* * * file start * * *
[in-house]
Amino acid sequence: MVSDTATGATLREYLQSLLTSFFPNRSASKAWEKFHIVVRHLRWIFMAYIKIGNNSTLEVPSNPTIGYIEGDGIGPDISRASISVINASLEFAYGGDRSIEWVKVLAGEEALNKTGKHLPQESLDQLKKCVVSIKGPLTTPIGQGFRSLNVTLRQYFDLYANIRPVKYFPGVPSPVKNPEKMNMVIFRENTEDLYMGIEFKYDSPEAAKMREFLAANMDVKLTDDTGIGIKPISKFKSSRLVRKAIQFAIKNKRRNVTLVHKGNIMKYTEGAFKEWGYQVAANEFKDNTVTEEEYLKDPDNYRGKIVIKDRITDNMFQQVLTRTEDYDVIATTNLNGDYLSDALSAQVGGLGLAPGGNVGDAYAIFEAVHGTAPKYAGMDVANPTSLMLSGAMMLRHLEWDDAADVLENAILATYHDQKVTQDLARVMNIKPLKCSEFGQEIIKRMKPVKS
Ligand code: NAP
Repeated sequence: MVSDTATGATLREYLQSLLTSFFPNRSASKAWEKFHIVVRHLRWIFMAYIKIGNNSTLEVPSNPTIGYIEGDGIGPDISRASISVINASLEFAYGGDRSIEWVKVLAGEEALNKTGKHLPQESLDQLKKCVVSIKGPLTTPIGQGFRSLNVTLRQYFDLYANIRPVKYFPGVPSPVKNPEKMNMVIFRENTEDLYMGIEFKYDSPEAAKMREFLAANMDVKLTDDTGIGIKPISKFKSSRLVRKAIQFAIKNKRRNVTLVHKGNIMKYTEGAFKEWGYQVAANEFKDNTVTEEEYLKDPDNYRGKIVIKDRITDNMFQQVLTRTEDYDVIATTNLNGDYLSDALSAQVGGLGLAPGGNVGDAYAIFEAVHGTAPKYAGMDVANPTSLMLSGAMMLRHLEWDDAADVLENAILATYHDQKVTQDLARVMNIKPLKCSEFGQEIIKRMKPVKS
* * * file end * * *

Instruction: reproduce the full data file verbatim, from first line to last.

[in-house]
Amino acid sequence: MVSDTATGATLREYLQSLLTSFFPNRSASKAWEKFHIVVRHLRWIFMAYIKIGNNSTLEVPSNPTIGYIEGDGIGPDISRASISVINASLEFAYGGDRSIEWVKVLAGEEALNKTGKHLPQESLDQLKKCVVSIKGPLTTPIGQGFRSLNVTLRQYFDLYANIRPVKYFPGVPSPVKNPEKMNMVIFRENTEDLYMGIEFKYDSPEAAKMREFLAANMDVKLTDDTGIGIKPISKFKSSRLVRKAIQFAIKNKRRNVTLVHKGNIMKYTEGAFKEWGYQVAANEFKDNTVTEEEYLKDPDNYRGKIVIKDRITDNMFQQVLTRTEDYDVIATTNLNGDYLSDALSAQVGGLGLAPGGNVGDAYAIFEAVHGTAPKYAGMDVANPTSLMLSGAMMLRHLEWDDAADVLENAILATYHDQKVTQDLARVMNIKPLKCSEFGQEIIKRMKPVKS
Ligand code: NAP
Repeated sequence: MVSDTATGATLREYLQSLLTSFFPNRSASKAWEKFHIVVRHLRWIFMAYIKIGNNSTLEVPSNPTIGYIEGDGIGPDISRASISVINASLEFAYGGDRSIEWVKVLAGEEALNKTGKHLPQESLDQLKKCVVSIKGPLTTPIGQGFRSLNVTLRQYFDLYANIRPVKYFPGVPSPVKNPEKMNMVIFRENTEDLYMGIEFKYDSPEAAKMREFLAANMDVKLTDDTGIGIKPISKFKSSRLVRKAIQFAIKNKRRNVTLVHKGNIMKYTEGAFKEWGYQVAANEFKDNTVTEEEYLKDPDNYRGKIVIKDRITDNMFQQVLTRTEDYDVIATTNLNGDYLSDALSAQVGGLGLAPGGNVGDAYAIFEAVHGTAPKYAGMDVANPTSLMLSGAMMLRHLEWDDAADVLENAILATYHDQKVTQDLARVMNIKPLKCSEFGQEIIKRMKPVKS